On the Junior Varsity side, Kiera King and Avery Milne held their own till they lost in the quarterfinals. Maya Nagel and Lucia Zettler both skied into the semi-finals. But it was Josiah Horning who would represent the Panthers in the finals where he finished 2nd to Summit’s Liam Dalzell.
“It was a really fun and fantastic day,” said Coach Danielle Ryan. “On a year when so much has been cancelled it was really great that we were able to pull off something so fun and positive. Hopefully, this is the start of a great new tradition.”
The Panthers will ski Slalom next at Ski Cooper today Thursday, Feb. 18.
Avalanche Update: Backcountry Conditions
The Colorado Avalanche Information Center (CAIC) has had a busy season, but not necessarily because there has been a lot of snow. In fact, “slab” conditions in the manner in which snow is setting up, especially at high elevations, are creating historic dangerous conditions.
In this video, CAIC Ethan Greene (and resident of Leadville!) describes the unique conditions that he and his team are seeing and explains why someone who has been backcountry skiing for 10 years in Colorado probably has never seen a snowpack like this one. Aaron Carlson, executive director of Friends of CAIC, adds context to the number of accidents they’ve seen this year. Please watch and think about these conditions as you consider backcountry travel. There have been 8 fatalities in Colorado this season, more than the year-long average of 6, and it’s only February.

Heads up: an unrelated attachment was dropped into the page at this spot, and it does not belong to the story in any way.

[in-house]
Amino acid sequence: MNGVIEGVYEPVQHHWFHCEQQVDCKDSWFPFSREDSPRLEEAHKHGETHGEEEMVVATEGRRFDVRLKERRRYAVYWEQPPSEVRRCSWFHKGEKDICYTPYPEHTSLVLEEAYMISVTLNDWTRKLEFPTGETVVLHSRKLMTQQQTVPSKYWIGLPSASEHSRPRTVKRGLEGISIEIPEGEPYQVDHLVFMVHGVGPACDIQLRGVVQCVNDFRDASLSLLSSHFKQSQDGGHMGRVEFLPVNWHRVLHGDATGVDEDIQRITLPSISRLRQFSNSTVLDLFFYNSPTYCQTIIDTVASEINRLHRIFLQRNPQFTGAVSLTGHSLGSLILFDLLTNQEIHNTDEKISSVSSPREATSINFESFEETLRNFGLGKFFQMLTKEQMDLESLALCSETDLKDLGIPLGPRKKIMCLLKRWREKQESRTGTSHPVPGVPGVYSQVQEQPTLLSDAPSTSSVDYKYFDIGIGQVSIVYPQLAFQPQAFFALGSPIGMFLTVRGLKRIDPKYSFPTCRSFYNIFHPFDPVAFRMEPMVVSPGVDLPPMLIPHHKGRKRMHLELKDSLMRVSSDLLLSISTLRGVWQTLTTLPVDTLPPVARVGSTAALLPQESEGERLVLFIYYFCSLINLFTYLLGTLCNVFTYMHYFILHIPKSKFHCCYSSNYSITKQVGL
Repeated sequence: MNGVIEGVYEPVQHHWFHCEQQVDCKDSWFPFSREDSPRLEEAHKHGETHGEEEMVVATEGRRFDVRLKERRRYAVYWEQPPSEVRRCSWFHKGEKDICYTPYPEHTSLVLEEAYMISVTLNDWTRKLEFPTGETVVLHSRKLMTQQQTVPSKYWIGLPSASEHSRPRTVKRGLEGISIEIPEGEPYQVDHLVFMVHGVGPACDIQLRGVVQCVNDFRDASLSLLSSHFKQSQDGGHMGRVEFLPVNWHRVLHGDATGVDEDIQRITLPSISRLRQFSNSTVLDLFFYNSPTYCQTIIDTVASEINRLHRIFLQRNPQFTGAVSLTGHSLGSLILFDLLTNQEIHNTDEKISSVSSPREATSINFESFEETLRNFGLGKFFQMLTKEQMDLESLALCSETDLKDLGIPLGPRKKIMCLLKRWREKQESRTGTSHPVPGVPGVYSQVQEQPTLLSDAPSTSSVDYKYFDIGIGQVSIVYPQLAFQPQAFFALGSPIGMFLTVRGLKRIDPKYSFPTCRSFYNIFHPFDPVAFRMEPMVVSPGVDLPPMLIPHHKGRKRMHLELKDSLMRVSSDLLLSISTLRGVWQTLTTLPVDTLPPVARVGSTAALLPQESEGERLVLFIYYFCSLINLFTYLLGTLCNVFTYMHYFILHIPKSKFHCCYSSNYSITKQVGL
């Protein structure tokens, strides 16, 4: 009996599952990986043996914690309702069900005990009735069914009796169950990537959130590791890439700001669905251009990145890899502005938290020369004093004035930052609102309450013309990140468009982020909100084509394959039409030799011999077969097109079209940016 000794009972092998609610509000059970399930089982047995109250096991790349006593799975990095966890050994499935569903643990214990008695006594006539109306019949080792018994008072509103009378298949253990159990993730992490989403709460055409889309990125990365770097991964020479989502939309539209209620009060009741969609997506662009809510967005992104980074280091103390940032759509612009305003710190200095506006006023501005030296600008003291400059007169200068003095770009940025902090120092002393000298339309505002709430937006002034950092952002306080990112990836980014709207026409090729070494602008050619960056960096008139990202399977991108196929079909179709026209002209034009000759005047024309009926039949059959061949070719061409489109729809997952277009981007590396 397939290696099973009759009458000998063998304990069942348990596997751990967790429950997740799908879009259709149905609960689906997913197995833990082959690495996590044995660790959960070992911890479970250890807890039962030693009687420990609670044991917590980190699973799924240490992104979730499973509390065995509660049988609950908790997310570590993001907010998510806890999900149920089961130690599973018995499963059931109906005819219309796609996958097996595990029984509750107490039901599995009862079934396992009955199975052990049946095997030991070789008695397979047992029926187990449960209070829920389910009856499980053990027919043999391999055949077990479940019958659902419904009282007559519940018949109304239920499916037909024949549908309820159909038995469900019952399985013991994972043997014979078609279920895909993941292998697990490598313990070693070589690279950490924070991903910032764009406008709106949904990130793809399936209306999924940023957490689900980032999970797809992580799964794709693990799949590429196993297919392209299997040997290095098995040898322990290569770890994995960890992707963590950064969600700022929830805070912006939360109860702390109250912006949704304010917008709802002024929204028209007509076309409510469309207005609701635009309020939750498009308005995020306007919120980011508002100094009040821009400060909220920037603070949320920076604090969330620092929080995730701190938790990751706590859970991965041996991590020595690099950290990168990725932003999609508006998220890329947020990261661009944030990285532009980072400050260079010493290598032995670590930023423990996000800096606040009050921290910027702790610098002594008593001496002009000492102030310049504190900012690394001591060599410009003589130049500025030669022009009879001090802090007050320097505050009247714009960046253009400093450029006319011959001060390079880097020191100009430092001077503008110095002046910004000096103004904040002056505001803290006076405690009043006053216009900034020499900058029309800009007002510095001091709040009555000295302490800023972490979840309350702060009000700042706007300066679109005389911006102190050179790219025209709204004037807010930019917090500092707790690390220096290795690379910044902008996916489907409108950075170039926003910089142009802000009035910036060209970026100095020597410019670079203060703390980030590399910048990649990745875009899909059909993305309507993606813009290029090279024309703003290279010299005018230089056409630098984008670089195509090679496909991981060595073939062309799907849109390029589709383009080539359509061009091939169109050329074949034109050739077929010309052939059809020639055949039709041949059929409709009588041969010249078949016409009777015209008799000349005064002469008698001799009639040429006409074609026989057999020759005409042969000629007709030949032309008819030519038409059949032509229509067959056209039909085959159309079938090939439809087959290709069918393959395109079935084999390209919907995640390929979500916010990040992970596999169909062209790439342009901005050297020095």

Fortunately, a bit closer to town, February storms have brought the bigger snows and surrounding winter trails are now groomed and measuring a decent snowpack. If you’re a trail lover, be sure to check out the two ongoing “virtual” races (below) which rely on these annual events to raise monies to maintain the trails you love. Sign up or hit them up with a donation this month if you love – especially the MBT – winter trails in Leadville Today. But if you have your gear and training in order and are getting set to venture into the backcountry, here are the latest conditions from CAIC.
Wind is a Big Player in Backcountry
Issued by: Polly Layton, CAIC for Feb 18 8:25 a.m.
Naturals and remotely triggered avalanches continue to be reported across the region. Recent avalanche activity is the clearest sign of instability. Wide avalanches that break across the entire path and run farther than you might expect are the norm at the moment.